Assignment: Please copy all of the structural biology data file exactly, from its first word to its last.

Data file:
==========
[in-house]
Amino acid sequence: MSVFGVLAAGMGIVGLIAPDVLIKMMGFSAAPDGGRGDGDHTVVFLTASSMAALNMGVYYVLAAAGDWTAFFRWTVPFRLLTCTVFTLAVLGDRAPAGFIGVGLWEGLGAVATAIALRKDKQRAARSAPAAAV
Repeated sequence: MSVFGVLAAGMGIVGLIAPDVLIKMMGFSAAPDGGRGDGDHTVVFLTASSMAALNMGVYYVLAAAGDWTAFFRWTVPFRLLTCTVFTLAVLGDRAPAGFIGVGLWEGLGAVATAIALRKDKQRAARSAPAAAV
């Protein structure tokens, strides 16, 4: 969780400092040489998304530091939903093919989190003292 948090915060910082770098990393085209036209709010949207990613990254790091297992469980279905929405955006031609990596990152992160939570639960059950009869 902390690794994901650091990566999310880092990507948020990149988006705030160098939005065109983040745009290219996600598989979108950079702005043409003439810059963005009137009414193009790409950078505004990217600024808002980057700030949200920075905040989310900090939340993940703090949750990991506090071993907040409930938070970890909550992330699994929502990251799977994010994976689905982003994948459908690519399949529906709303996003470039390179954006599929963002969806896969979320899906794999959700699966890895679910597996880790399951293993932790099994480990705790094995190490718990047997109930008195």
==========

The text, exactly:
[in-house]
Amino acid sequence: MSVFGVLAAGMGIVGLIAPDVLIKMMGFSAAPDGGRGDGDHTVVFLTASSMAALNMGVYYVLAAAGDWTAFFRWTVPFRLLTCTVFTLAVLGDRAPAGFIGVGLWEGLGAVATAIALRKDKQRAARSAPAAAV
Repeated sequence: MSVFGVLAAGMGIVGLIAPDVLIKMMGFSAAPDGGRGDGDHTVVFLTASSMAALNMGVYYVLAAAGDWTAFFRWTVPFRLLTCTVFTLAVLGDRAPAGFIGVGLWEGLGAVATAIALRKDKQRAARSAPAAAV
């Protein structure tokens, strides 16, 4: 969780400092040489998304530091939903093919989190003292 948090915060910082770098990393085209036209709010949207990613990254790091297992469980279905929405955006031609990596990152992160939570639960059950009869 902390690794994901650091990566999310880092990507948020990149988006705030160098939005065109983040745009290219996600598989979108950079702005043409003439810059963005009137009414193009790409950078505004990217600024808002980057700030949200920075905040989310900090939340993940703090949750990991506090071993907040409930938070970890909550992330699994929502990251799977994010994976689905982003994948459908690519399949529906709303996003470039390179954006599929963002969806896969979320899906794999959700699966890895679910597996880790399951293993932790099994480990705790094995190490718990047997109930008195």